Being financially literate can be difficult for people living in poverty who are also struggling to change their financial conditions. Financial assets may also affect lower earners adversely as they fall into the ‘bank fee poverty trap.’ This trap occurs because they do not own any mortgages or cannot meet minimum bank balance requirements.

Problems with the Concept of ‘Financial Literacy’

Culture

Following certain cultural customs could positively impact neighborhoods from a community perspective while causing people to appear to be financially illiterate from an individualistic perspective. Financial literacy does not determine how others are affected when an individual makes a financial decision, such as supporting a local store that will open opportunities for employment by creating ample benefits specifically for the community. Whereas shopping online with large stores is more likely to be a less expensive financial decision, it can produce adverse effects on those who are running physical brick and mortar store locations. It is essential to highlight the influences of financial decision making and how others are affected according to the definition of financial literacy. It includes cultural and personal values, socioeconomic status, life stages, professional associations, educational level, media, and much more.

Financial Dilemmas

Financial literacy should include an individual’s capacity to reflect on the critical consequences of their financial decisions. For example, individuals may face “financial dilemmas,” which include stressful situations such as sudden expenses or unemployment. It is highly rational, therefore, that people with low-income can be the “best budgeters” due to the implementation of their practiced survival skills. For instance, if there is an option to either pay rent or feed the family, an individual’s financial decision may be conflicted. It is not a “lack of financial literacy” that affects these decisions. Rather, low-income families may have a limited stronghold over their financial matters.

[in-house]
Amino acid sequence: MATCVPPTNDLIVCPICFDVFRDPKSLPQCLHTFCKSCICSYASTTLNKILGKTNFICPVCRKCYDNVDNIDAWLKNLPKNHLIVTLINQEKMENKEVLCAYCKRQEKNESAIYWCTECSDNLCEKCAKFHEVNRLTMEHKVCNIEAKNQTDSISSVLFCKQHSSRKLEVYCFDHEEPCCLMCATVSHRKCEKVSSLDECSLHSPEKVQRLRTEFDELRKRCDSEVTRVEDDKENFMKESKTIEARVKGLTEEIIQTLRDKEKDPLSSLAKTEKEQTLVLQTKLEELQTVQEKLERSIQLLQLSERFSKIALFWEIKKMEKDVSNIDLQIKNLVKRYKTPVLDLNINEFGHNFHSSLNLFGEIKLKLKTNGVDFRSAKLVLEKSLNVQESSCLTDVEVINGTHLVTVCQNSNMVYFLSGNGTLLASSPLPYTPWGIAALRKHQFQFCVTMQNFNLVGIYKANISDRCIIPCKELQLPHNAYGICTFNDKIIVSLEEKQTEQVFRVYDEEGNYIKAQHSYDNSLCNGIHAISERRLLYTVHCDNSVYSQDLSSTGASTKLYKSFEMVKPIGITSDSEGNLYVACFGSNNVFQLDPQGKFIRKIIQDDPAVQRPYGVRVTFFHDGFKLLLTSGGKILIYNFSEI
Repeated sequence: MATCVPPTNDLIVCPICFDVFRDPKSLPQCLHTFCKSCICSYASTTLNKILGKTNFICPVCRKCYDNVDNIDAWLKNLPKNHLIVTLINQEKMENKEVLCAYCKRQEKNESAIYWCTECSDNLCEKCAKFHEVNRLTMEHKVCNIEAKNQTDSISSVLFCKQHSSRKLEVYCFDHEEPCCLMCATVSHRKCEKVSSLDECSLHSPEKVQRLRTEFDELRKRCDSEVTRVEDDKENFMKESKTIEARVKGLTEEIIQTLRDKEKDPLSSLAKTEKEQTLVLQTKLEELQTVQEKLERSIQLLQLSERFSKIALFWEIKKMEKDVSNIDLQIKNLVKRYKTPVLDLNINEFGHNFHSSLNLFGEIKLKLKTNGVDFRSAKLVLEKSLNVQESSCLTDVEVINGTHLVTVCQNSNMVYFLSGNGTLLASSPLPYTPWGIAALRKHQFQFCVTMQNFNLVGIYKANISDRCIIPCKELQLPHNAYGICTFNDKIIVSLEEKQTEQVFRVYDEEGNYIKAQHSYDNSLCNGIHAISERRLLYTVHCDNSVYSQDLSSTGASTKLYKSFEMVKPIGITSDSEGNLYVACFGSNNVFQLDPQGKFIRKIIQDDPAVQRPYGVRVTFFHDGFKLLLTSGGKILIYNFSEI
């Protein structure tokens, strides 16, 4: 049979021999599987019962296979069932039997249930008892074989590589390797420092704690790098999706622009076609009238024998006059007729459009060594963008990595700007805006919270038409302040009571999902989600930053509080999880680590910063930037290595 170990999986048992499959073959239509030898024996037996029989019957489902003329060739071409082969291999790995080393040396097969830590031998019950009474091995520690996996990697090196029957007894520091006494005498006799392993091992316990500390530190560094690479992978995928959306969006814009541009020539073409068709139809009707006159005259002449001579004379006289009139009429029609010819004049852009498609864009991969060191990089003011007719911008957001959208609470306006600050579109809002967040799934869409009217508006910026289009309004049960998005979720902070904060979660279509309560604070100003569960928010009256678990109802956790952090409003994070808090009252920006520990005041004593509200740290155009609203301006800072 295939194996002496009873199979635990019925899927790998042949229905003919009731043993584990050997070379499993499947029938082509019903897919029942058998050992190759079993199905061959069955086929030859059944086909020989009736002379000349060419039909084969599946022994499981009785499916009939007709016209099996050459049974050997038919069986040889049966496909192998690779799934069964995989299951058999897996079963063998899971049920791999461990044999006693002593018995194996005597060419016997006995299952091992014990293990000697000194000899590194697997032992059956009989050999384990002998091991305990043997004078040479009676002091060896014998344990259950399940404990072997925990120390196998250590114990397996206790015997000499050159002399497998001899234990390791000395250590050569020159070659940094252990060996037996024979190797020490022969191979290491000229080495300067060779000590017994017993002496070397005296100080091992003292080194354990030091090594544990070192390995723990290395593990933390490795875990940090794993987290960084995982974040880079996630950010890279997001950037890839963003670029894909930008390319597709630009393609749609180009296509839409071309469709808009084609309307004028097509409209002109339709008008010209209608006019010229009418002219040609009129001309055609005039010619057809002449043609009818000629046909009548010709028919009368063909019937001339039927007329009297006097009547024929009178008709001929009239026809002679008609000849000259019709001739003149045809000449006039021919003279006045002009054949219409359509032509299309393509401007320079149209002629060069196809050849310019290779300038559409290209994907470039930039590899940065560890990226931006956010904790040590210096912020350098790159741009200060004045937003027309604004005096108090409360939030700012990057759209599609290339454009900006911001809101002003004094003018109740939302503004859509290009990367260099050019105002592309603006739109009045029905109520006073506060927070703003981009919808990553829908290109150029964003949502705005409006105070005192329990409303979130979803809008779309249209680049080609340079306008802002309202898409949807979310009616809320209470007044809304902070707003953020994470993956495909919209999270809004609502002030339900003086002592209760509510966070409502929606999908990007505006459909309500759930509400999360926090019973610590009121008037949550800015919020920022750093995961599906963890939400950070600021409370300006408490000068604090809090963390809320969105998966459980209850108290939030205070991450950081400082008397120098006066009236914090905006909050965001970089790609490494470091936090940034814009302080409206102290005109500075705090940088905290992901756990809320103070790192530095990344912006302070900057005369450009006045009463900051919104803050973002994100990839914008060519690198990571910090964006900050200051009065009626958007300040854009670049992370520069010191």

Education

Another main issue related to financial literacy is that only 17 states are providing financial education. Schools must give essential life lessons about financial skills to young people. This education will help them to effectively monetize their own labor and manage their assets efficiently. There is a definite need for programs comprised of financial literacy skills to be offered to students to learn how to manage and implement their finances appropriately in the real world.

Finally, NUL believes that financial literacy is a collective problem. Issues related to financial literacy are not associated with only one individual or group or individuals. It is a common problem for the whole nation as it directly affects the younger generation. Our country needs to plan on how to implement and operationalize the concept of financial literacy in the most efficient and effective possible manner. The government at all levels should allocate funds for proper training programs that will create awareness regarding financial and risk management. It is urgently necessary to impart the efficacy of financial literacy onto young adults of color as it will allow them to make better financial decisions and manage their finances intergenerationally and with heightened eloquence.

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The Urban League of Middle Tennessee (ULMT) is a historic civil rights and urban advocacy organization, providing direct services that impact and improve the lives of thousands in underserved communities across

Middle Tennessee.